Canadian-born, Texas-based artist Rod Penner is recognized for his realist acrylic-on-canvas paintings that portray often overlooked or abandoned scenes in rural Texas. Devoid of human figuration and rendered with extreme attention to architectural and landscape detail, the photo-informed compositions not only convey a sense of meditative contemplativeness but also the artist’s meticulous technical skill.
Recently, the Artist Book Foundation published a career survey monograph tracing 35 years of Penner’s work, Rod Penner, Paintings 1987–2022. The publication coincided with the exhibition “Rod Penner: Main Street Mystique,” presented at the foundation’s dedicated space on the campus of MASS MoCA in North Adams, which is also the site of a book signing and discussion with the artist that will be held on March 11. Later this month, Louis K. Meisel Gallery in New York will present the solo show “Rod Penner: Small Town Meditations,” which will run from March 18 through April 29, 2023.
Amidst all of these happenings, we spoke with Penner about his new monograph and his artistic inspirations and process.
Your work is recognized for depicting small-town Texas, specifically desolate scenes and landscapes. What first inspired this focus in your work?
In the winter of 1988, we moved back to Texas, my wife’s home state, after the death of her younger brother. The stark landscape and unpretentious beauty of small-town Texas resonated with me and provided subject matter that I found strangely evocative.
It is interesting that your work is described as “photo-informed” rather than “photorealistic.” Can you tell us a bit about your process, and how you make compositional choices?
My photos are, in the words of Barkley Hendricks, “mechanical sketches,” so I pore over hundreds of images, selecting a few that might form the basis of a new painting. In the studio, I alter my photos using Photoshop; cropping images, creating more detail in light and dark areas, while also adjusting color and values. I often remove objects, usually cars and/or people.
While the paintings are photo-informed, I’m not interested in re-creating a photograph in paint. The reference photos allow me to achieve a certain level of detail and quality of light that wouldn’t be possible if I painted only on location.
Once I find something of interest to document, I’ll sometimes return to the location to capture additional photos and video. For me, the best times to photograph are Sunday mornings and evenings. The downtown squares are usually devoid of cars and pedestrians. I look for contrasts or dualities: natural light versus artificial light, melancholy versus humor, hope versus despair. While I strive for a quiet poetry in my paintings—it’s the visuals that first capture my attention: light hitting the asphalt, textures found on deteriorating buildings, reflections in puddles, etc. I’m not a romantic and the backstories of these locations do not interest me in the least; rather, it’s the elegiac evocation of memories and emotions triggered by the desolate landscape of Texas.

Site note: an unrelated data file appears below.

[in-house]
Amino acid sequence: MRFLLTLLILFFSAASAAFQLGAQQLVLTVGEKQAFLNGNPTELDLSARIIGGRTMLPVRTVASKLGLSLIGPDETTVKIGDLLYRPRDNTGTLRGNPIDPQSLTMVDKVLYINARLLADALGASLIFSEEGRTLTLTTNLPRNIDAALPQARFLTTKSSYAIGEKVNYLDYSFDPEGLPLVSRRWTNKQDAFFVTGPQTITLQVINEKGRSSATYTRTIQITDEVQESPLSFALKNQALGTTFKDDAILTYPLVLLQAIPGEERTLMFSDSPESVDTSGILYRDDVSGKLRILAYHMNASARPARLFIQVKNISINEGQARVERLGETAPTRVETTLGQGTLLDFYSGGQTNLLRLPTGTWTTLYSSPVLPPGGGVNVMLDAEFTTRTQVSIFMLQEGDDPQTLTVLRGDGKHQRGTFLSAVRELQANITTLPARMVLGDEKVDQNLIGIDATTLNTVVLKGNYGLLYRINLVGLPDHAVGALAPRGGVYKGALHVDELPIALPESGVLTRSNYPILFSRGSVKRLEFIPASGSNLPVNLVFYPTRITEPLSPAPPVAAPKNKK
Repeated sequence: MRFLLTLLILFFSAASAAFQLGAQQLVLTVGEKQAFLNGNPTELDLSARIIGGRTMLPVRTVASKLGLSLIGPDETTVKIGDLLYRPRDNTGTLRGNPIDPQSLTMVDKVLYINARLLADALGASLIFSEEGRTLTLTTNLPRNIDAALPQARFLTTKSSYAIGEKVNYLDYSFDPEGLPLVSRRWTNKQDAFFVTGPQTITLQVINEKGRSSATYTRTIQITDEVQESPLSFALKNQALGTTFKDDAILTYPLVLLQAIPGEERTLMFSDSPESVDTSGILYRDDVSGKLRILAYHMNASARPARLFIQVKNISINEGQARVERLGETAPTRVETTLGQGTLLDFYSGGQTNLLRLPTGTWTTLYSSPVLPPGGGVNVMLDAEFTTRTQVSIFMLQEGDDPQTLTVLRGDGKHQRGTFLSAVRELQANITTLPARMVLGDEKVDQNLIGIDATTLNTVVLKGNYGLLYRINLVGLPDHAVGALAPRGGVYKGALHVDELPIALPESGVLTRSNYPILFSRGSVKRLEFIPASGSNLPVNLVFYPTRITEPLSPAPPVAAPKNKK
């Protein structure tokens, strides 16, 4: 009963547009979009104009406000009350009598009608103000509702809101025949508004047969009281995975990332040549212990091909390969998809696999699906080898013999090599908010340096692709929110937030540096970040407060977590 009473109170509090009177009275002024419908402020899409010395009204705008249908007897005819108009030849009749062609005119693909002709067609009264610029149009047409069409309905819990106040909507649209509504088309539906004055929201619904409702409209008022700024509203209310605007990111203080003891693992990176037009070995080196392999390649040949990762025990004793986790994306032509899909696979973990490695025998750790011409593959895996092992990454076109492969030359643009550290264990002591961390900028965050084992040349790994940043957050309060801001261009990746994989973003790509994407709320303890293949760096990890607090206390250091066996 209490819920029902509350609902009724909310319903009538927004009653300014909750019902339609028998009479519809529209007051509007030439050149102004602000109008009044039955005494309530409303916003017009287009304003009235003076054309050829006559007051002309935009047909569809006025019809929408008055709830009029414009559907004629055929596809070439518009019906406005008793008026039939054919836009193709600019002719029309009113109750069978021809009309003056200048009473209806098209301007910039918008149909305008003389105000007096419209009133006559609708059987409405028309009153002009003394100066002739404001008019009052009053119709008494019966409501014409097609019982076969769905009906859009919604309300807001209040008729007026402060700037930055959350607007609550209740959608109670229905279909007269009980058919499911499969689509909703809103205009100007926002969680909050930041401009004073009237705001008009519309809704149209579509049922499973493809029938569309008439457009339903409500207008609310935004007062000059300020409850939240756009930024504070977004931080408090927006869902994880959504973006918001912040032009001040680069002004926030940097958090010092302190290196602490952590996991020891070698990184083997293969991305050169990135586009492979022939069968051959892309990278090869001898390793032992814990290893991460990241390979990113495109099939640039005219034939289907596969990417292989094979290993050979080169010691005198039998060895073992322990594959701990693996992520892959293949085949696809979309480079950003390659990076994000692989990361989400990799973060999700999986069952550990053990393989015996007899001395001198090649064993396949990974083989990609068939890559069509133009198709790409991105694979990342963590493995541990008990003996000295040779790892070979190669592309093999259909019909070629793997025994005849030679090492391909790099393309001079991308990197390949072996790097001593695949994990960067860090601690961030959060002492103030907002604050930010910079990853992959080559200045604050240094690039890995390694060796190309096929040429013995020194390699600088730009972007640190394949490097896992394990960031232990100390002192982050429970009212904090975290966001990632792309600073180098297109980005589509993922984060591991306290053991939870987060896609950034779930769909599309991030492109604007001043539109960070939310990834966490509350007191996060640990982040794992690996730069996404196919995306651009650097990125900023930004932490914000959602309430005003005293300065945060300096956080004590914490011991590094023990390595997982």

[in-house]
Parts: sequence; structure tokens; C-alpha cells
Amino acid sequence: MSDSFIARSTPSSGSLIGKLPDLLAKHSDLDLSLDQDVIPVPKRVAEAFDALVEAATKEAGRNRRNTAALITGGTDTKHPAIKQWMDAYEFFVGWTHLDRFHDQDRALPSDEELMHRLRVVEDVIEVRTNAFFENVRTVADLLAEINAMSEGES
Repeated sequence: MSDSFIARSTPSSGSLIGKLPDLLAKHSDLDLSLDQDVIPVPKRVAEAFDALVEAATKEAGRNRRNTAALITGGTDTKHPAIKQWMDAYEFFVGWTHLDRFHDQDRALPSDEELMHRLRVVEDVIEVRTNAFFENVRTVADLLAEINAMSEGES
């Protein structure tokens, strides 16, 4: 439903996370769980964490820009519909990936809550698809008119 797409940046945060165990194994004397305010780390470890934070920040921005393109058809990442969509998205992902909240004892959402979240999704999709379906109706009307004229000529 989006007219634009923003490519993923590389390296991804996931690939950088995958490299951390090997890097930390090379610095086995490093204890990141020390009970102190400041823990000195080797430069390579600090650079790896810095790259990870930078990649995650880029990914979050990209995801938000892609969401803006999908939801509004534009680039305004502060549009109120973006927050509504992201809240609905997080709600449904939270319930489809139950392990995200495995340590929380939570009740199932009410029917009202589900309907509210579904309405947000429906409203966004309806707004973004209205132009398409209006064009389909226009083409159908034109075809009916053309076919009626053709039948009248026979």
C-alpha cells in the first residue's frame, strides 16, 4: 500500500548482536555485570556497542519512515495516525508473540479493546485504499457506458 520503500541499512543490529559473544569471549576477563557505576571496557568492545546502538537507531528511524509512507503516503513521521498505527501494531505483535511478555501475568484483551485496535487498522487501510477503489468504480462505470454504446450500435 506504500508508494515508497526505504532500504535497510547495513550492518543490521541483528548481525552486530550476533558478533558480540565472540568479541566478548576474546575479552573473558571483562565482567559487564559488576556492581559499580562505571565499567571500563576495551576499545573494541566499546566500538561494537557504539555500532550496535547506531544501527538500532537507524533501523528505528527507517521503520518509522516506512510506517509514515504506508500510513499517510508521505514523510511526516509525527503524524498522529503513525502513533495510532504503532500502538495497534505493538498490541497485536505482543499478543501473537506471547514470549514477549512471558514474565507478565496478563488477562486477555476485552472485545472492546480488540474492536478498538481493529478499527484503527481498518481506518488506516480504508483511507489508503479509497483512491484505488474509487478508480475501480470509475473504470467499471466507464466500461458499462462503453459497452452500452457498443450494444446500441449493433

Utilizing photography in the painting process allows a certain detachment from my subject, and therein lies the dichotomy. On one hand, I feel it’s necessary to paint what I know, what I’m familiar with; it prevents me from patronizing my subject matter. On the other hand, working from photos removes me from the actual scene and allows me to orchestrate a pictorial fiction—revealing an image that is psychologically charged.
Your exhibition “Small Town Meditations” opens this month, can you tell us a bit about the works in the show?
This exhibition is a little unusual in that there is a mix of recent and early paintings, some dating as far back as 1999. I’m finishing up the last painting for the show, a local BBQ joint, this week. The subjects include tract houses, street scenes, and townscapes.
My last three shows over the past decade focused mostly on small 6-by-6-inch paintings whereas this exhibition will feature larger works ranging in size from 12 by 18 inches to 34 by 64 inches.
The exhibition coincides with the release of a monograph of your work between 1987 and 2022. What was it like looking back at over three decades of your work? Did you derive any new insights?
It was interesting to see the subtle shifts that took place over the course of 35 years. When I received an advance copy of my book from the Artist Book Foundation, it was both satisfying and humbling to hold in my hands a record of my life’s work. We’ve been laboring on this project for almost two years and to see it finally come to fruition is exciting. This monograph is the crowning achievement of my career as a painter thus far, and I’m grateful to have this permanent record of my paintings as a legacy for my children and grandchildren.
What do you want viewers of your work to take away with them? What do you hope to inspire?
I would like viewers to experience a moment of spirituality or transcendence. At the very least, I hope viewers gain a newfound awareness and appreciation of their surroundings; the inspiration to see the world around them with new eyes—to search out beauty and mystery in even the most unlikely places.
Can you tell us about what you are working on now or next? Are there any subjects or themes you want to engage with that you haven’t yet?
I am currently in the beginning stages of a large 6-foot painting featuring a wintry scene of Llano, Texas. I also recently completed a small painting of a country café interior, which has sparked an interest in photographing and painting more interior views found in a wide variety of small-town buildings.
If you weren’t a painter, what would you be?
I don’t think in those terms. I am what I was born to be.
“Rod Penner: Small Town Meditations” is on view at Louis K. Meisel Gallery March 18–April 29, 2023.
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